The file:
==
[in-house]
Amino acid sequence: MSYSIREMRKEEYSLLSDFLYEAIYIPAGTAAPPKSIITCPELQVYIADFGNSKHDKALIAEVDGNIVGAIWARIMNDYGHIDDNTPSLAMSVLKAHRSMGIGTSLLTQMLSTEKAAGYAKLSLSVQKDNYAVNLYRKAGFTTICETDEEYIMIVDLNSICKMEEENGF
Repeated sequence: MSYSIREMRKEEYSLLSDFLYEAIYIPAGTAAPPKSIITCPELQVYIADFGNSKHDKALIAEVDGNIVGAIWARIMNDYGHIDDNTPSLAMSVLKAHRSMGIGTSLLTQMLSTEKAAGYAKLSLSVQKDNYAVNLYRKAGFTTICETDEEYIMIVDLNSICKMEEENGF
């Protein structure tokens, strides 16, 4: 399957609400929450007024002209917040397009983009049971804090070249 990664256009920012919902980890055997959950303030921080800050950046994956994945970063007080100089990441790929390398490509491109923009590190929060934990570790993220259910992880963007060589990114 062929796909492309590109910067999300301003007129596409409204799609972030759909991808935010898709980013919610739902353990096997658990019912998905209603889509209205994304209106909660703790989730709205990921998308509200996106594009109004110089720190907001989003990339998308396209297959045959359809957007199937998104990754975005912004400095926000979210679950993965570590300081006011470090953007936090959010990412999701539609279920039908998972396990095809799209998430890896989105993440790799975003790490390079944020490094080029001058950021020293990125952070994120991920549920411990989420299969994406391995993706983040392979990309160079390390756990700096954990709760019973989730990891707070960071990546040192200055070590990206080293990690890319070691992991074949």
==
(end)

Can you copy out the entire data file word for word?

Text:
[in-house]
Amino acid sequence: MSYSIREMRKEEYSLLSDFLYEAIYIPAGTAAPPKSIITCPELQVYIADFGNSKHDKALIAEVDGNIVGAIWARIMNDYGHIDDNTPSLAMSVLKAHRSMGIGTSLLTQMLSTEKAAGYAKLSLSVQKDNYAVNLYRKAGFTTICETDEEYIMIVDLNSICKMEEENGF
Repeated sequence: MSYSIREMRKEEYSLLSDFLYEAIYIPAGTAAPPKSIITCPELQVYIADFGNSKHDKALIAEVDGNIVGAIWARIMNDYGHIDDNTPSLAMSVLKAHRSMGIGTSLLTQMLSTEKAAGYAKLSLSVQKDNYAVNLYRKAGFTTICETDEEYIMIVDLNSICKMEEENGF
């Protein structure tokens, strides 16, 4: 399957609400929450007024002209917040397009983009049971804090070249 990664256009920012919902980890055997959950303030921080800050950046994956994945970063007080100089990441790929390398490509491109923009590190929060934990570790993220259910992880963007060589990114 062929796909492309590109910067999300301003007129596409409204799609972030759909991808935010898709980013919610739902353990096997658990019912998905209603889509209205994304209106909660703790989730709205990921998308509200996106594009109004110089720190907001989003990339998308396209297959045959359809957007199937998104990754975005912004400095926000979210679950993965570590300081006011470090953007936090959010990412999701539609279920039908998972396990095809799209998430890896989105993440790799975003790490390079944020490094080029001058950021020293990125952070994120991920549920411990989420299969994406391995993706983040392979990309160079390390756990700096954990709760019973989730990891707070960071990546040192200055070590990206080293990690890319070691992991074949």